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EU won't revoke Taiwanese visa waiver because of fraudsters: envoy

2018/03/13 12:21:00

Image taken by Pixabay

Taipei, March 13 (CNA) The European Union's (EU) top envoy to Taiwan on Monday said the EU will not revoke the visa-free entry it granted to Taiwan passport holders just because some Taiwanese have engaged in illegal activities in Europe.

Madeleine Majorenko, head of the European Economic and Trade Office (EETO), said the EU would never hold the crimes of individuals against Taiwan as a whole, when asked to comment on concerns the EU could revoke the the visa-waiver treatment of ROC passport holders to the Schengen Area, in the wake of several hundred Taiwanese being arrested in the EU for their alleged involvement in telecommunication fraud over the past few years.

"That would absolutely never happen," she told reporters in Taipei.

"We believe that every person takes responsibility for their own actions and we will pursue them according to all the legal means we have. We will use the full legal system to pursue them."

"But we will never turn that against Taiwan. We do not believe in collective punishment," she noted.

Majorenko said if the EU held all Taiwanese responsible for the criminal activities of some individuals that would be a form of "collective punishment."

"It's inconceivable and I honestly am surprised that anybody would think we would act like that."

A retired Taiwanese diplomat previously raised the concern in 2017, suggesting that Beijing might pressure the EU into revoking the visa-free privilege it granted Taiwan based on the argument that a large number of Taiwanese telecommunication fraud suspects have been arrested in Europe in recent years.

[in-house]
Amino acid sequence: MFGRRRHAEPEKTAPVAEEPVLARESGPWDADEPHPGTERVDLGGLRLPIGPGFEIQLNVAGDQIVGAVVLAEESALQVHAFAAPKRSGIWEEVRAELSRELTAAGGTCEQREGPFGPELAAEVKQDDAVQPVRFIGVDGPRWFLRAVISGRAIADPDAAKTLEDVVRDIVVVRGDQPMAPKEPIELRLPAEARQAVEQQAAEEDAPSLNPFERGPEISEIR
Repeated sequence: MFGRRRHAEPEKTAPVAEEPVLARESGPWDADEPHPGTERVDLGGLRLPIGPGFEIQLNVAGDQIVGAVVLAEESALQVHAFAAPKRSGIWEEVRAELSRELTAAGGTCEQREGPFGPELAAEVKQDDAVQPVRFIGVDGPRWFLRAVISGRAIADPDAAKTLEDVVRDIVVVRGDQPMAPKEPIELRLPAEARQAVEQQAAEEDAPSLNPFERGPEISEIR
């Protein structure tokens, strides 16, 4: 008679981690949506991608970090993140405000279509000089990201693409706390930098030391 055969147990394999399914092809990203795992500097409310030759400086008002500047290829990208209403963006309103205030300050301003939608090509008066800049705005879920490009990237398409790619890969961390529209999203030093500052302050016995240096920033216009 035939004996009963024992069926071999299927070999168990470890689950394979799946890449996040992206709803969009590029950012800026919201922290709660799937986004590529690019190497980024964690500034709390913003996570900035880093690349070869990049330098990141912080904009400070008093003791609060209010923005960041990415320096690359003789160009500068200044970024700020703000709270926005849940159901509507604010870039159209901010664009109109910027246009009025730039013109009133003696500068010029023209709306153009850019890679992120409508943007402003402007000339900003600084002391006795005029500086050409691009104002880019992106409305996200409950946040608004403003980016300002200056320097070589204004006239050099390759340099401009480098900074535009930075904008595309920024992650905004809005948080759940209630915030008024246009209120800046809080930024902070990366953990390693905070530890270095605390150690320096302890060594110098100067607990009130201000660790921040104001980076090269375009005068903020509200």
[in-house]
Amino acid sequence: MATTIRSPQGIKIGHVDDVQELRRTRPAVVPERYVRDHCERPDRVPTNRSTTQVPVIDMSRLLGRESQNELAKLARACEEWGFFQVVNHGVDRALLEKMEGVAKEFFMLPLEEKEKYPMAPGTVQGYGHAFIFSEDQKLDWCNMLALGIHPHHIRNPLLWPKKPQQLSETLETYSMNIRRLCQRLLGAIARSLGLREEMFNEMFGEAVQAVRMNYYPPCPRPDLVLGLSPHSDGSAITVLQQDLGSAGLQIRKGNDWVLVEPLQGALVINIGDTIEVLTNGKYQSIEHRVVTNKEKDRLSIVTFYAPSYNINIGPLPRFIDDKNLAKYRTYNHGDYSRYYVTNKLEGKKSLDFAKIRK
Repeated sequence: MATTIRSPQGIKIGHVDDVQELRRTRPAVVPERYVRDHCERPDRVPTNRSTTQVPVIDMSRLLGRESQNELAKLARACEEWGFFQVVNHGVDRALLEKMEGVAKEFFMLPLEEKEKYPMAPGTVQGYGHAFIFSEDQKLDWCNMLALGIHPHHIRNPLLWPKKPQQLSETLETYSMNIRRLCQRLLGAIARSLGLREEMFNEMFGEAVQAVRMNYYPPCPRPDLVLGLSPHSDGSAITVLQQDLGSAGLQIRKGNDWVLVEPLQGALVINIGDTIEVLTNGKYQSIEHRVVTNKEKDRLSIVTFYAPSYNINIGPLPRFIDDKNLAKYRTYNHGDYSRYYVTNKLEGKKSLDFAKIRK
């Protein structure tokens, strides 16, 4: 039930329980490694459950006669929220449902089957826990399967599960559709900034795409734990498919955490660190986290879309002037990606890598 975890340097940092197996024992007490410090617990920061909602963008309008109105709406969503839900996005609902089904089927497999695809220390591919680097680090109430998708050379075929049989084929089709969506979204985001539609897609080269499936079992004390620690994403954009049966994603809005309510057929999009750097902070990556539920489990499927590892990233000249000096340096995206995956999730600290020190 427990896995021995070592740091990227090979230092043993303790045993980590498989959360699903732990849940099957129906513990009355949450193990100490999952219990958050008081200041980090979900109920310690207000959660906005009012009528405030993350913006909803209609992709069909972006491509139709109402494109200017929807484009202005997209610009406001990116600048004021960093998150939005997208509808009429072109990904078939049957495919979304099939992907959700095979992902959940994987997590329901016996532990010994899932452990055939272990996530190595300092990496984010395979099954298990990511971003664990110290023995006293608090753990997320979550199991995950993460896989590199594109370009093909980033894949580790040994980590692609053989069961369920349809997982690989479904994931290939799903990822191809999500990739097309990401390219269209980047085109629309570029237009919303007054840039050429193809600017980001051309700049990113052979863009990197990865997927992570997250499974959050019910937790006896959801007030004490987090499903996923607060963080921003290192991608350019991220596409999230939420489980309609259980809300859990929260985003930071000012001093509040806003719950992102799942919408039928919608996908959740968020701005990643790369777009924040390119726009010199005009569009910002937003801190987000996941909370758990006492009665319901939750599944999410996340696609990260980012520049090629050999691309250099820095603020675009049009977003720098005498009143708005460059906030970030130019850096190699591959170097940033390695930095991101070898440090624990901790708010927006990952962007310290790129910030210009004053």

Since 2016, more than 500 Taiwanese have been arrested in European countries on fraud charges, including in Greece, Turkey, Armenia, Spain and Poland, among others.

Hsu Mien-sheng (徐勉生), a former head of the Ministry of Foreign Affairs' European Affairs Department, raised the concern in an op-ed published in July 2017 by the Chinese-language United Daily News.

Asked to comment on Hsu' concern, Anna Kao (高安), the current head of the department, said Tuesday the EU's decision to grant Taiwanese passport holders visa free entry since 2011 underwent a comprehensive legislative procedure after evaluating Taiwan's performance in different categories: the risk for illegal immigrants, public security and bilateral relations.

Kao said the arrest of Taiwanese fraudsters and EU considerations of whether to grant other countries visa-free entry "are completely unrelated."

However, she also reminded Taiwan nationals not to engage in illicit activities overseas to safeguard the nation's international image.

(By Joseph Yeh)